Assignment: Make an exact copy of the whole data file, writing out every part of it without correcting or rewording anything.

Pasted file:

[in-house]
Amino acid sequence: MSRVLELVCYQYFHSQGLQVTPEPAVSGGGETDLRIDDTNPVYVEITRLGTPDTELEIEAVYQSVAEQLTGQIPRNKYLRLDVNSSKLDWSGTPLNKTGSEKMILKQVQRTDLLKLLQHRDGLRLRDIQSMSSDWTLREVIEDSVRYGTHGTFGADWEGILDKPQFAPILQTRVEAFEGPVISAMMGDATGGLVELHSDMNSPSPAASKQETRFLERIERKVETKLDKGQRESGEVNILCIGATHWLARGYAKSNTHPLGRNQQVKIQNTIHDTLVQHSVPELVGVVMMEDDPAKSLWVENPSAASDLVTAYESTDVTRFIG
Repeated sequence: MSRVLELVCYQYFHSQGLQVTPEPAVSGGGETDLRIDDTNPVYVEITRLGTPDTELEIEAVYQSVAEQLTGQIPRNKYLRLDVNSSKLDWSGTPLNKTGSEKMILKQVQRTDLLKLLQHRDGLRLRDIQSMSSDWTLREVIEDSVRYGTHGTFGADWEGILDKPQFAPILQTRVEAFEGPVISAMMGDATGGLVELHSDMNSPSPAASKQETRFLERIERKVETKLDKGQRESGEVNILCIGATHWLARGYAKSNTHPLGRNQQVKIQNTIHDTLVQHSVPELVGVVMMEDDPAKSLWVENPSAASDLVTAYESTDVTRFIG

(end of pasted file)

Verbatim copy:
[in-house]
Amino acid sequence: MSRVLELVCYQYFHSQGLQVTPEPAVSGGGETDLRIDDTNPVYVEITRLGTPDTELEIEAVYQSVAEQLTGQIPRNKYLRLDVNSSKLDWSGTPLNKTGSEKMILKQVQRTDLLKLLQHRDGLRLRDIQSMSSDWTLREVIEDSVRYGTHGTFGADWEGILDKPQFAPILQTRVEAFEGPVISAMMGDATGGLVELHSDMNSPSPAASKQETRFLERIERKVETKLDKGQRESGEVNILCIGATHWLARGYAKSNTHPLGRNQQVKIQNTIHDTLVQHSVPELVGVVMMEDDPAKSLWVENPSAASDLVTAYESTDVTRFIG
Repeated sequence: MSRVLELVCYQYFHSQGLQVTPEPAVSGGGETDLRIDDTNPVYVEITRLGTPDTELEIEAVYQSVAEQLTGQIPRNKYLRLDVNSSKLDWSGTPLNKTGSEKMILKQVQRTDLLKLLQHRDGLRLRDIQSMSSDWTLREVIEDSVRYGTHGTFGADWEGILDKPQFAPILQTRVEAFEGPVISAMMGDATGGLVELHSDMNSPSPAASKQETRFLERIERKVETKLDKGQRESGEVNILCIGATHWLARGYAKSNTHPLGRNQQVKIQNTIHDTLVQHSVPELVGVVMMEDDPAKSLWVENPSAASDLVTAYESTDVTRFIG